Bruce Gilden’s In-Your-Face Street Photography

Bruce Gilden is a street photographer that I incredibly admire. Although there is definitely a lot of controversy over his style of street photography (aggressive and in-your-face), there is no doubt that he is one of the best contemporary street photographers alive. He is a part of the street photography agency called Magnum Photos and has been shooting Japan’s Yakuza gangsters, the homeless, prostitutes, as well as ordinary people on the street for decades. His images show the true characters of people–unposed, raw, and gritty. The fact that he also uses a flash when he shoots gives his images a third dimension and is his patented technique.

Recently New York Photographer and Filmmaker Cheryl Dunn has announced her new documentary on New York street photography titled “Everyone Street.” I stumbled upon a short video clip of Bruce Gilden and knew that I had to share it with the rest of you guys. You can see the guy gets a lot of crap on the street for his style of street photography but still treats it like a walk in the park. I think we can all learn a lesson from the guy and have more balls on the streets.

via The New Yorker

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Comments

  1. Kenneth N says

    He might take good pictures, but he seems to aggressive for my taste – at least on the examples on the film clip. What right does he have to smash a camera and a flash right up in the face of people? Does he document the urban life or does he generate reactions, which he is shooting?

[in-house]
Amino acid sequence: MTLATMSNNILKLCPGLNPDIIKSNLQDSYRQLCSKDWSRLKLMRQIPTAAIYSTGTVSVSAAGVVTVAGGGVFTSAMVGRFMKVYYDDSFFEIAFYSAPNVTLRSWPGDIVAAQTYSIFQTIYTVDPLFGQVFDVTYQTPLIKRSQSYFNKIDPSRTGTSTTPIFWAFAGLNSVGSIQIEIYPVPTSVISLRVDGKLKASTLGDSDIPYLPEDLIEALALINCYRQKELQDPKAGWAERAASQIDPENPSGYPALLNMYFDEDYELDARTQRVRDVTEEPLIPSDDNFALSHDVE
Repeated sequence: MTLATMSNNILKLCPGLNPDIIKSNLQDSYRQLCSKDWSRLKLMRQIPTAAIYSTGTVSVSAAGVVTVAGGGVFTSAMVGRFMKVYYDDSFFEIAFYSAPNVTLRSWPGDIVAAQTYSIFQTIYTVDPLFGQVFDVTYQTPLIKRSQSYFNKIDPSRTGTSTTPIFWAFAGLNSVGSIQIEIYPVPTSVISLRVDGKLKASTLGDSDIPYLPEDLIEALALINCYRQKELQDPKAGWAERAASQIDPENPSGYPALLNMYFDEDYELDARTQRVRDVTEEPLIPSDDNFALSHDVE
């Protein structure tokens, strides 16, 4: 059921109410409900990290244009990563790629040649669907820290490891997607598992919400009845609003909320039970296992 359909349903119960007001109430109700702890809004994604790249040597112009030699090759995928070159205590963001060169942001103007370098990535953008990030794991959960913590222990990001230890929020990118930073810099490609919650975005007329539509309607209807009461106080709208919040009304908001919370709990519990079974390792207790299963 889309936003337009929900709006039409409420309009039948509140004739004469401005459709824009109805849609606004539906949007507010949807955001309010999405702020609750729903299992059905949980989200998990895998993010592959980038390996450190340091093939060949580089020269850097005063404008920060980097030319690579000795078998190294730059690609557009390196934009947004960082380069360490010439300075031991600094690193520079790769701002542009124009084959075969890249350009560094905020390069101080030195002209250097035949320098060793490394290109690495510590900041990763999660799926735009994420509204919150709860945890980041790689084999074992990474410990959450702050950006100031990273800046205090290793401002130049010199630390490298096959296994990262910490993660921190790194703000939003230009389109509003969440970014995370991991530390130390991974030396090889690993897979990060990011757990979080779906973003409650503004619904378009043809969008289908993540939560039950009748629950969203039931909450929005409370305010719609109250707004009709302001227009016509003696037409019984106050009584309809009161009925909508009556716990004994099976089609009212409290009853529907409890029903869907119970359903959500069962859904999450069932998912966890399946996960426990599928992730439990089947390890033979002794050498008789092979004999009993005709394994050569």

I prefer the “spider on the wall” style, where life around is documented and not necessarily disturbed, rather than “the elephant in a porcelain (China) store method”.
    His methods and results might be Art for somebody – and Art can be and should be provocative at times. But yes, if he jumped at my family, then he would get a reaction for sure.
    It seems that he is shooting film (?), so he cannot even immediately show the result of the “attack” to explain and end up with a happy victim. Donate a life west to this guy.
    :-)

    • says

      That’s a good point, it seems most of the time he photographs the RESULT of the provocation, and not real life. I can see why we admire his daring-ness though. I tried street photography for the first time this past week, and it really feels as though I have to invade others’ personal space most of the time—if we want to create an interesting shot anyway…

  2. says

    I just love the guy and his work. He is a great inspiration to dare shooting in the streets. If he would jump at my family or me, I would “attack” back with my cam! That’s for sure! ;)

  3. E says

    Bruce Gilden is a disgrace for street photography and photography overall. I know these are very harsh worse. But he is a person who lacks empathy and respect for the individuals he photographs; the fact that he takes good photos (which I won’t argue with) is not an excuse.

    His photography is obviously and inarguably offensive to a lot of people, and I would go as far to say that it probably ruins the reputation of photographers. We already have a society, in the western world, where a lot of people are afraid of the camera. There is no way Bruce Gilden helps getting people comfortable with getting photographed.

    I have a strong opinion in the matter of ethics, and I believe that it’s important to always to think of the subject with as much respect as possible; no matter who you’re photographing.

  4. says

    I also have a very strong opinion about ethics. But that is a deep and complex subject that would require a long time to discuss . Here is my question (the one I have asked myself many times): Is it more ethic to systematically take pictures of beggars, homeless, mentally ill persons, etc. with a zoom than to shoot ordinary people right at their faces?

  5. Richard says